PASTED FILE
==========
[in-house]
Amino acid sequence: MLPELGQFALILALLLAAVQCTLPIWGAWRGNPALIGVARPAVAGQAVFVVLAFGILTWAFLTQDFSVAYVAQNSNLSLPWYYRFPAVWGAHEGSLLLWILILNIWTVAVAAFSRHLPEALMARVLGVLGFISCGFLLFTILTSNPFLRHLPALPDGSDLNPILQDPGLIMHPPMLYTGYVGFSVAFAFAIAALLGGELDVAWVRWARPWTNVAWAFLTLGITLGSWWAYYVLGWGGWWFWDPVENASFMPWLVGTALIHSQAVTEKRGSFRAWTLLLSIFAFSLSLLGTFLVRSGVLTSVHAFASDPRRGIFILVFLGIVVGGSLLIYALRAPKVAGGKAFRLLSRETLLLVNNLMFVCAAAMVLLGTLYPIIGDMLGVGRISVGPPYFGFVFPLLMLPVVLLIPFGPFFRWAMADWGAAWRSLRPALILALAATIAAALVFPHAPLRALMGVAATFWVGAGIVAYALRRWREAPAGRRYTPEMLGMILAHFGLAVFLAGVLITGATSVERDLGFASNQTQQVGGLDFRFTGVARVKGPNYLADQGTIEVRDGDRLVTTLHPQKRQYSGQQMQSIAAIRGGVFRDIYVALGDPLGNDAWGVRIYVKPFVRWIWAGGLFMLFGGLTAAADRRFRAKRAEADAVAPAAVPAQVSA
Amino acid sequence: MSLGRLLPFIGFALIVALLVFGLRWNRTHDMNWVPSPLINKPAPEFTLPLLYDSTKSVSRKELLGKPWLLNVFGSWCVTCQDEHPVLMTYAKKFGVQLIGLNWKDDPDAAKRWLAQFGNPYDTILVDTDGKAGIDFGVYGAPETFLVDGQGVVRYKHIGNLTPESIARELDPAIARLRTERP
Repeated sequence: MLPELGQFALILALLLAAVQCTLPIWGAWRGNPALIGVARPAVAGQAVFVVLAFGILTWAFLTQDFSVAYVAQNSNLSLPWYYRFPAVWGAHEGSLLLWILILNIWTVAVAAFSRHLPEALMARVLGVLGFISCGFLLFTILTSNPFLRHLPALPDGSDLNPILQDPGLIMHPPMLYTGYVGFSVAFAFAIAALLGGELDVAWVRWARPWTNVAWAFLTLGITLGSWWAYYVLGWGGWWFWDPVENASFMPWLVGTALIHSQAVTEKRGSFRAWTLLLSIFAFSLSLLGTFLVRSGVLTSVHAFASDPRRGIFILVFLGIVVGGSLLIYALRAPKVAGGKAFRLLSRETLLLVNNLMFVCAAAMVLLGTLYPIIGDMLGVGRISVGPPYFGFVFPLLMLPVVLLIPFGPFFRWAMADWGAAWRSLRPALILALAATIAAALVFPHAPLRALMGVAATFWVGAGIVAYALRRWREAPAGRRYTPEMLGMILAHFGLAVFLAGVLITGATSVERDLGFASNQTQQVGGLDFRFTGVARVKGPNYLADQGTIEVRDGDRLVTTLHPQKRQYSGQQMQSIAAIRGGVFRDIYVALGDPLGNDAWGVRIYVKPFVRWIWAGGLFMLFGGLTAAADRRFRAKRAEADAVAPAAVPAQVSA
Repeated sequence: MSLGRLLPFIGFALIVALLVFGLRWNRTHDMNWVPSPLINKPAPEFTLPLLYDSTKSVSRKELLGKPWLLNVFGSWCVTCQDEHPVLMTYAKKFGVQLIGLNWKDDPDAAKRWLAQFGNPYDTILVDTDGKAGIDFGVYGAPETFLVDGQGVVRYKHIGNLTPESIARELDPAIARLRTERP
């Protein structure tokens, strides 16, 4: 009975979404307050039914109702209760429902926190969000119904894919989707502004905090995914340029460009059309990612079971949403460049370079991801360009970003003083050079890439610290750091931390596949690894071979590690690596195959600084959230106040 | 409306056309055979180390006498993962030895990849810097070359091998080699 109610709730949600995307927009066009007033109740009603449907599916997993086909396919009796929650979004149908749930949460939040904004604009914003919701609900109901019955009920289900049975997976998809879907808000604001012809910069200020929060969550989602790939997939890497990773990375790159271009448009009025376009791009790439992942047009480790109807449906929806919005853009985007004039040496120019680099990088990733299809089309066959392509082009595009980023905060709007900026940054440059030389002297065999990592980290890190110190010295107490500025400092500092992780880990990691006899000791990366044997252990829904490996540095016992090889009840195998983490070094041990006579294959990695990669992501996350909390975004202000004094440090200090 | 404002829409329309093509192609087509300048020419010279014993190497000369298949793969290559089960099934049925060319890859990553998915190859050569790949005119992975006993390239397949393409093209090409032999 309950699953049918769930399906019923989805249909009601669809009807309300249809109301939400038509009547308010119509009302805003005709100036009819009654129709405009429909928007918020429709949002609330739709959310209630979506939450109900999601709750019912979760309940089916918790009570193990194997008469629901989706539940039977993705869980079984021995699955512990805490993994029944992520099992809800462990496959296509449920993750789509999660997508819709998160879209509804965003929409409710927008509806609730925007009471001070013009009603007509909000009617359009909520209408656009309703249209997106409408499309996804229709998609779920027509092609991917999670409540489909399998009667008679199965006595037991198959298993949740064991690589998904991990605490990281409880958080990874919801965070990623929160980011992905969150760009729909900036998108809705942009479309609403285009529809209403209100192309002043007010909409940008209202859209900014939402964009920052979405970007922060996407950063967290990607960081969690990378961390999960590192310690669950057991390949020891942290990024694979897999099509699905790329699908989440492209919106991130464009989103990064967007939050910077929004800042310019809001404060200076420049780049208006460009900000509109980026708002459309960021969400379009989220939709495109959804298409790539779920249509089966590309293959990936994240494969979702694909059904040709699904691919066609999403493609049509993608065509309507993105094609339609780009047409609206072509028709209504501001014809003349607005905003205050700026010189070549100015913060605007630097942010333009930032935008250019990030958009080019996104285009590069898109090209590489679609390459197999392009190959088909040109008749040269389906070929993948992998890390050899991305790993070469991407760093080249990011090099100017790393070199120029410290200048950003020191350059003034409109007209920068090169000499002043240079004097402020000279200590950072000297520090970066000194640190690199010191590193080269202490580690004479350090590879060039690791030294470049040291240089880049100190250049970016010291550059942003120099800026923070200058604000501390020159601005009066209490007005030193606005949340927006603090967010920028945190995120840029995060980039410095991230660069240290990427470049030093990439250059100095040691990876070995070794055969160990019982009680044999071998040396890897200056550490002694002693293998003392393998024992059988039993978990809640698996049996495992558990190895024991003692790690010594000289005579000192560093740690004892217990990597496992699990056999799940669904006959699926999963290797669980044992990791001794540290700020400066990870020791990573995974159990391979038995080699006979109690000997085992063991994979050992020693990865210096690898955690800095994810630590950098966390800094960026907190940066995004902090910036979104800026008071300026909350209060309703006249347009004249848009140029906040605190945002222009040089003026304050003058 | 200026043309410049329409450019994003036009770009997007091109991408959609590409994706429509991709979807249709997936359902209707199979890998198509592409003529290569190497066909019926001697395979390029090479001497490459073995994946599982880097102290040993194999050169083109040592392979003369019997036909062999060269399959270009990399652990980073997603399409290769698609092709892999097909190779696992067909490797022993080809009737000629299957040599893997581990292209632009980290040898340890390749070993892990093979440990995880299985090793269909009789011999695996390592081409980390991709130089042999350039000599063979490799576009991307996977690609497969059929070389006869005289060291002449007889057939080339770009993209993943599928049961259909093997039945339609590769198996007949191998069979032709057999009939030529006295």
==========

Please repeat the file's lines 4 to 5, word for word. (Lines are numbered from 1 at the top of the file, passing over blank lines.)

Repeated sequence: MLPELGQFALILALLLAAVQCTLPIWGAWRGNPALIGVARPAVAGQAVFVVLAFGILTWAFLTQDFSVAYVAQNSNLSLPWYYRFPAVWGAHEGSLLLWILILNIWTVAVAAFSRHLPEALMARVLGVLGFISCGFLLFTILTSNPFLRHLPALPDGSDLNPILQDPGLIMHPPMLYTGYVGFSVAFAFAIAALLGGELDVAWVRWARPWTNVAWAFLTLGITLGSWWAYYVLGWGGWWFWDPVENASFMPWLVGTALIHSQAVTEKRGSFRAWTLLLSIFAFSLSLLGTFLVRSGVLTSVHAFASDPRRGIFILVFLGIVVGGSLLIYALRAPKVAGGKAFRLLSRETLLLVNNLMFVCAAAMVLLGTLYPIIGDMLGVGRISVGPPYFGFVFPLLMLPVVLLIPFGPFFRWAMADWGAAWRSLRPALILALAATIAAALVFPHAPLRALMGVAATFWVGAGIVAYALRRWREAPAGRRYTPEMLGMILAHFGLAVFLAGVLITGATSVERDLGFASNQTQQVGGLDFRFTGVARVKGPNYLADQGTIEVRDGDRLVTTLHPQKRQYSGQQMQSIAAIRGGVFRDIYVALGDPLGNDAWGVRIYVKPFVRWIWAGGLFMLFGGLTAAADRRFRAKRAEADAVAPAAVPAQVSA
Repeated sequence: MSLGRLLPFIGFALIVALLVFGLRWNRTHDMNWVPSPLINKPAPEFTLPLLYDSTKSVSRKELLGKPWLLNVFGSWCVTCQDEHPVLMTYAKKFGVQLIGLNWKDDPDAAKRWLAQFGNPYDTILVDTDGKAGIDFGVYGAPETFLVDGQGVVRYKHIGNLTPESIARELDPAIARLRTERP